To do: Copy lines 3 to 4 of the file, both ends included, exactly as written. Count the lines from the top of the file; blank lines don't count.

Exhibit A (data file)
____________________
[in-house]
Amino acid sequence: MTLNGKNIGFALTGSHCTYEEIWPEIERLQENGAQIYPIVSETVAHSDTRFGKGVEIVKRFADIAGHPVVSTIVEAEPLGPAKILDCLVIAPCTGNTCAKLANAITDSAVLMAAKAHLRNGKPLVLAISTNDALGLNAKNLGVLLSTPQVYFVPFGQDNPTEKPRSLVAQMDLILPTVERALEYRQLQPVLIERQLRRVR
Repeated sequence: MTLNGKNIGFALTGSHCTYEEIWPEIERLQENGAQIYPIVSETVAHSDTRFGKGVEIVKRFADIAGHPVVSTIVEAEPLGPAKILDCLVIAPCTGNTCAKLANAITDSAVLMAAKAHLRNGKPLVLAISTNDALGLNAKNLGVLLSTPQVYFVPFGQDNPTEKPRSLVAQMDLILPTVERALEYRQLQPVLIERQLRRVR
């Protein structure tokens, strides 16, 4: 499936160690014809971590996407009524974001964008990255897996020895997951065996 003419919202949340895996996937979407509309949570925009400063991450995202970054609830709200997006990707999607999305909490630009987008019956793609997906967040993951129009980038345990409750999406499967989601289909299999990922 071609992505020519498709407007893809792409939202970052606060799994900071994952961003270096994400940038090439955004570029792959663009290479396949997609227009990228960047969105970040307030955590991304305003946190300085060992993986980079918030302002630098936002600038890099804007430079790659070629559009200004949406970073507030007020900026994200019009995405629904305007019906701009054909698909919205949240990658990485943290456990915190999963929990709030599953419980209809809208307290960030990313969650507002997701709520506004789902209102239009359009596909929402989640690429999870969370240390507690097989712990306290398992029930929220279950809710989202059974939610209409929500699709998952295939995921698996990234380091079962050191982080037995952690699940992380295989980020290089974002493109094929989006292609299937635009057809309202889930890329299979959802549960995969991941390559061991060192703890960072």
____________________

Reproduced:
Repeated sequence: MTLNGKNIGFALTGSHCTYEEIWPEIERLQENGAQIYPIVSETVAHSDTRFGKGVEIVKRFADIAGHPVVSTIVEAEPLGPAKILDCLVIAPCTGNTCAKLANAITDSAVLMAAKAHLRNGKPLVLAISTNDALGLNAKNLGVLLSTPQVYFVPFGQDNPTEKPRSLVAQMDLILPTVERALEYRQLQPVLIERQLRRVR
């Protein structure tokens, strides 16, 4: 499936160690014809971590996407009524974001964008990255897996020895997951065996 003419919202949340895996996937979407509309949570925009400063991450995202970054609830709200997006990707999607999305909490630009987008019956793609997906967040993951129009980038345990409750999406499967989601289909299999990922 071609992505020519498709407007893809792409939202970052606060799994900071994952961003270096994400940038090439955004570029792959663009290479396949997609227009990228960047969105970040307030955590991304305003946190300085060992993986980079918030302002630098936002600038890099804007430079790659070629559009200004949406970073507030007020900026994200019009995405629904305007019906701009054909698909919205949240990658990485943290456990915190999963929990709030599953419980209809809208307290960030990313969650507002997701709520506004789902209102239009359009596909929402989640690429999870969370240390507690097989712990306290398992029930929220279950809710989202059974939610209409929500699709998952295939995921698996990234380091079962050191982080037995952690699940992380295989980020290089974002493109094929989006292609299937635009057809309202889930890329299979959802549960995969991941390559061991060192703890960072």